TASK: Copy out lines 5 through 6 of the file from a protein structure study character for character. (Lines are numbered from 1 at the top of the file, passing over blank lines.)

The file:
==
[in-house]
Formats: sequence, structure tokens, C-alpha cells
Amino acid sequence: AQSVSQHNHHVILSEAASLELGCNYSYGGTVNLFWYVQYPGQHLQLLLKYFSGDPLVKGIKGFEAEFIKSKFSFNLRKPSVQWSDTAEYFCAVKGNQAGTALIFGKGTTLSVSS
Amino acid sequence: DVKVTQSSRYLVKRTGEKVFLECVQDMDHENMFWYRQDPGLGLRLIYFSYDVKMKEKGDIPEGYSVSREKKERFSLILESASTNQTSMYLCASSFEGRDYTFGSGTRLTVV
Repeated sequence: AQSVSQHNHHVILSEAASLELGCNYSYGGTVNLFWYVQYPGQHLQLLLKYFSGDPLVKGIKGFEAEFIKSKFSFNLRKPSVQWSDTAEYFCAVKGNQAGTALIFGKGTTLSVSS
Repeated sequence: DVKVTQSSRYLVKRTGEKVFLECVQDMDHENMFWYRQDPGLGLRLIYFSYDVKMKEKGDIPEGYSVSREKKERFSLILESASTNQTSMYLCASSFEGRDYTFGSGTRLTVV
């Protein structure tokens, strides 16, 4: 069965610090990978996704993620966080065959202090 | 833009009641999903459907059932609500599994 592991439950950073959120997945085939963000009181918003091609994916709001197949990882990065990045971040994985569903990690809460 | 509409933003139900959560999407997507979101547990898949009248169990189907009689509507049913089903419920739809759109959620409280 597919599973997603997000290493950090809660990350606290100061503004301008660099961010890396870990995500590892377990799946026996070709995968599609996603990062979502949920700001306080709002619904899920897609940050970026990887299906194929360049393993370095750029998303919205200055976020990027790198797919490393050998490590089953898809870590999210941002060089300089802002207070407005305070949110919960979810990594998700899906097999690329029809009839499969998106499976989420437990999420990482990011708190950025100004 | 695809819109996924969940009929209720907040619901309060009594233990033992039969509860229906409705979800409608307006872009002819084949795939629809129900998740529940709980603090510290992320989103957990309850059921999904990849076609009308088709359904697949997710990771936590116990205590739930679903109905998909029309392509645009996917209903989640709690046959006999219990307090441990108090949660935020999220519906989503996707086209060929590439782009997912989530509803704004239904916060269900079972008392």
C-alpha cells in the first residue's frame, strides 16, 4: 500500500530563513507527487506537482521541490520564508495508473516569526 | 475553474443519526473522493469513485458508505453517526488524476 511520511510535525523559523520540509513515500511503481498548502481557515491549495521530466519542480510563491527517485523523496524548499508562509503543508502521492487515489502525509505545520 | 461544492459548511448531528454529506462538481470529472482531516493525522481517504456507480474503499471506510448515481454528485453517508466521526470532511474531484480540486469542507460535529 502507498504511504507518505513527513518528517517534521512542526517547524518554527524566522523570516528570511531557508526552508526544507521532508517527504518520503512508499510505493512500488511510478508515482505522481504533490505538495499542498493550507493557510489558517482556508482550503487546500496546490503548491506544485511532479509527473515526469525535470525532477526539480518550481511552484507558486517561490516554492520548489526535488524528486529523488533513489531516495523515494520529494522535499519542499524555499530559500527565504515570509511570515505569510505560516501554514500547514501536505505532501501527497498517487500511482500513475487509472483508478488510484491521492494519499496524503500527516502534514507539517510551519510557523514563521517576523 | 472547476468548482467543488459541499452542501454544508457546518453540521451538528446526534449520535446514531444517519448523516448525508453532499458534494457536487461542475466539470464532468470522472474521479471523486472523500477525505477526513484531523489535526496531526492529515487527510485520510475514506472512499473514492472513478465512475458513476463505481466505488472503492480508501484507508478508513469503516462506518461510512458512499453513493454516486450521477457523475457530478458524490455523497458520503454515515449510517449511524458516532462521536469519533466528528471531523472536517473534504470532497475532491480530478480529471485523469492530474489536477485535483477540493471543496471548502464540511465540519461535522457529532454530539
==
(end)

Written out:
Repeated sequence: AQSVSQHNHHVILSEAASLELGCNYSYGGTVNLFWYVQYPGQHLQLLLKYFSGDPLVKGIKGFEAEFIKSKFSFNLRKPSVQWSDTAEYFCAVKGNQAGTALIFGKGTTLSVSS
Repeated sequence: DVKVTQSSRYLVKRTGEKVFLECVQDMDHENMFWYRQDPGLGLRLIYFSYDVKMKEKGDIPEGYSVSREKKERFSLILESASTNQTSMYLCASSFEGRDYTFGSGTRLTVV